Freshwater anglers who think the recent cold snaps have signaled the end of fishing until spring need to set their sights on white perch and crappie. As surface temperatures on many lakes in South Carolina’s Upstate dip below 48 degrees, baitfish such as threadfin shad will gang up in huge schools in deeper areas and will begin dying as temperatures decline.
Anglers accustomed to targeting white perch and crappie around structure should refocus their efforts on fishing around these schools of bait on deep flats in as much as 40 feet of water. Both panfish species will relate to the schools of bait, acclimating to the new “structure”. In general terms, white perch will hold closer to the bottom, while crappie suspend to the sides and slightly above.
Anglers targeting panfish with artificial baits will have more success enticing a reaction bite from these fish which, though highly dormant, will strike out at shad as they die and spin away from the schools or flutter to the bottom. Jigging spoons, down-sized Alabama rigs and drop-shot rigs with small plastics are best bets.
Anglers preferring to use live baits should equip themselves with small and medium minnows, roughly equating the same size threadfin shad the fish are eating. Fish these baits vertically on one or two hook rigs. A Kentucky rig, with up to a 1-ounce bait on the bottom and two loops tied in-line sporting No. 2 light-wire hooks, is effective for making contact with the bottom, then reeling up to the desired level.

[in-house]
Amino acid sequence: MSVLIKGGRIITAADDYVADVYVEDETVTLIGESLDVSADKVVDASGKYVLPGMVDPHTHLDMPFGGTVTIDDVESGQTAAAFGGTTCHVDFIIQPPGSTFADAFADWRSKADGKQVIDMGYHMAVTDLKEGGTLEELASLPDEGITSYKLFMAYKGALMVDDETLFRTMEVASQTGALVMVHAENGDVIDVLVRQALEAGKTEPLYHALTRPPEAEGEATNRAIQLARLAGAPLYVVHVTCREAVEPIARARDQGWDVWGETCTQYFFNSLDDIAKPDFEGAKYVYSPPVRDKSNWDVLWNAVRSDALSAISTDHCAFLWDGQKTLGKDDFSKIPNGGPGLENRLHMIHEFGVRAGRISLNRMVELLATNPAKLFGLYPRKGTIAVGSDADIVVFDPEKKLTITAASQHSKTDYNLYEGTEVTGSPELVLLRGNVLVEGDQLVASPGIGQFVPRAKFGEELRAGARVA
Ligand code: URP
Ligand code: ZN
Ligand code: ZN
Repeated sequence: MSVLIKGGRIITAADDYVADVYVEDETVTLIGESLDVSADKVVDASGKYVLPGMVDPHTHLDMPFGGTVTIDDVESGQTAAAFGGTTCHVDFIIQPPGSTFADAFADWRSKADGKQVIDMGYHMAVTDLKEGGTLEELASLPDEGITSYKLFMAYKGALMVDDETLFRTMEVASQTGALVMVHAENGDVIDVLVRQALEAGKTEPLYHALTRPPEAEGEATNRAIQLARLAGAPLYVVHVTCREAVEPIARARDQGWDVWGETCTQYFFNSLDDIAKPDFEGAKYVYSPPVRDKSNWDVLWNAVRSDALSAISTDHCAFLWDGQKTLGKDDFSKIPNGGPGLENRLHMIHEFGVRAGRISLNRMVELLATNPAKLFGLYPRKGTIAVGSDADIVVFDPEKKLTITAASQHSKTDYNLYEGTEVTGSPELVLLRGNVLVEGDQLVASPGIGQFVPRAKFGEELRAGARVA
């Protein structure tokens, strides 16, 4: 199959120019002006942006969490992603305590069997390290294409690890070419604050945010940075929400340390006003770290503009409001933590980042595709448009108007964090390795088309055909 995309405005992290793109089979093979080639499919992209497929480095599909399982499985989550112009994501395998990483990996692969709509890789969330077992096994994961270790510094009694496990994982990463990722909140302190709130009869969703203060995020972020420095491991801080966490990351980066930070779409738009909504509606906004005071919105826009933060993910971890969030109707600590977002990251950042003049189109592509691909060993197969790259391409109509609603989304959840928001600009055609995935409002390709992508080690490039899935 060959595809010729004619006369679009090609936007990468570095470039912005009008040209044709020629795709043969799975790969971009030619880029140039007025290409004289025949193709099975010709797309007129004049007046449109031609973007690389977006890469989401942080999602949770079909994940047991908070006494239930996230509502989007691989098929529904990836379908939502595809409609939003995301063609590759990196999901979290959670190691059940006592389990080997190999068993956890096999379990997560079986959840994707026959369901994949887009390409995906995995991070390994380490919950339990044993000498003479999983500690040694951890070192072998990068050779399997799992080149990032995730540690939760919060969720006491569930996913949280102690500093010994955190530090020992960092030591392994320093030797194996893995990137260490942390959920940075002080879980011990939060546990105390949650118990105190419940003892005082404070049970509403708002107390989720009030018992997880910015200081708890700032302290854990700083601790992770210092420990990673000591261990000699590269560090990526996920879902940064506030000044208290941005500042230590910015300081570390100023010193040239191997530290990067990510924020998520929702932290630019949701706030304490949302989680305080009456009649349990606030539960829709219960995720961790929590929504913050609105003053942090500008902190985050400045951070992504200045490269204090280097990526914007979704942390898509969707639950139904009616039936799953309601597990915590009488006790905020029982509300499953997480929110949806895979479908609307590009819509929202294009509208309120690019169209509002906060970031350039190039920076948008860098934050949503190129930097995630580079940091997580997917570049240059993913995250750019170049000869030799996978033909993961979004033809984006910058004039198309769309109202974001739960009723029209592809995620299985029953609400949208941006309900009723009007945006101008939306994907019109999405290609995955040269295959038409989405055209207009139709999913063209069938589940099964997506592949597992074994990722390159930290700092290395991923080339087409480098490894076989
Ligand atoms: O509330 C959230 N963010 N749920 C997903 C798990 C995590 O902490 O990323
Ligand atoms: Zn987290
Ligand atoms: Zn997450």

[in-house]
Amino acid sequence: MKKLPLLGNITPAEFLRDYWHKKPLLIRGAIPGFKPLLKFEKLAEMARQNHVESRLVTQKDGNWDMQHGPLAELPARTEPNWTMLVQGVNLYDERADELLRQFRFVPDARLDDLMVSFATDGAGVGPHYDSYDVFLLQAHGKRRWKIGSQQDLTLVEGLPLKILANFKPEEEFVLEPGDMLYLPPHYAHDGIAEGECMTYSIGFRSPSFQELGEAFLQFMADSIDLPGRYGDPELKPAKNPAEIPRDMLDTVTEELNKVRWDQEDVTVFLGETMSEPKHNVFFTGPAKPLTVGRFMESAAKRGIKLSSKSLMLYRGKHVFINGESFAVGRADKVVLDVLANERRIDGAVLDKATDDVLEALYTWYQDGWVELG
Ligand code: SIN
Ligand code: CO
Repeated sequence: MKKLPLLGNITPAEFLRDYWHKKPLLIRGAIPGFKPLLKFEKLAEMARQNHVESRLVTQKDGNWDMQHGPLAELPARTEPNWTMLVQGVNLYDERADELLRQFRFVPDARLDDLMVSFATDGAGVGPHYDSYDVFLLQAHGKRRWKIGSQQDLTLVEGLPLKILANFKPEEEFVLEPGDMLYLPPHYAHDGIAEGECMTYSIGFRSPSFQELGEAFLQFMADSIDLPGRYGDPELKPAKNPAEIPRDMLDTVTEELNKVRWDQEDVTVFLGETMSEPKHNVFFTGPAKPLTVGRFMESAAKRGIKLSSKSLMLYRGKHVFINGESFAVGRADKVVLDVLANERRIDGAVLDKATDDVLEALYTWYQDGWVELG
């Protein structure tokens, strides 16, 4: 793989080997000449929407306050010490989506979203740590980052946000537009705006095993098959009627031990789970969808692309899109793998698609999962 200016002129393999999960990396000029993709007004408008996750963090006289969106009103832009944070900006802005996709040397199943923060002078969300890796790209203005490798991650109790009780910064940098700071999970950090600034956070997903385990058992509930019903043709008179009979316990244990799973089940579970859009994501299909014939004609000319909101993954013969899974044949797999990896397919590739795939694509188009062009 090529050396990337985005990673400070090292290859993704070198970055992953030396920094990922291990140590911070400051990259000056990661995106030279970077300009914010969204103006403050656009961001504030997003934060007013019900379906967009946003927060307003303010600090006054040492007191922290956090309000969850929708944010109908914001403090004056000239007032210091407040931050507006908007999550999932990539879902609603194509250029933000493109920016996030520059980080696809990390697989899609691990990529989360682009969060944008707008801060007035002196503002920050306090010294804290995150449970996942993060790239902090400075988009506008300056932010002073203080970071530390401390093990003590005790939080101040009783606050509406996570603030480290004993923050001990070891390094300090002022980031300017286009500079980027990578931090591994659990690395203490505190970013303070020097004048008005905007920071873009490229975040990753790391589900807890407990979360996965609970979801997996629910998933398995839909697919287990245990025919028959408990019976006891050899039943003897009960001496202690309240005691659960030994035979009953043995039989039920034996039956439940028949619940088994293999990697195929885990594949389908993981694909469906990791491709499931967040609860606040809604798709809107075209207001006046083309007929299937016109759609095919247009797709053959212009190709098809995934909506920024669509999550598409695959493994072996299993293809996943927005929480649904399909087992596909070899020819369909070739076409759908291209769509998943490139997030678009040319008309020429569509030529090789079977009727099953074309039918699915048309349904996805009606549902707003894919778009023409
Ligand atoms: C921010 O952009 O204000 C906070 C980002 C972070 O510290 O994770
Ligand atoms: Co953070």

Drift or slow-troll through schools of bait, paying particular attention to each end of the bait schools rather than the middle. The white perch bite will be more aggressive, even in cold water, than the crappie. White perch will move off to one side, while crappie will simply inhale the bait and likely spit it when resistance is detected. Look for the line rather than the rod tip to signal a bite.
Regardless of popular opinion, upscale line to 8- to 10-pound test. At depths of 30 to 40 feet, panfish are less likely to be line shy, and the higher tensile strength will raise your chances of landing that big blue catfish, largemouth bass or striped bass that inevitably didn’t get the memo that you were on a perch jerking trip.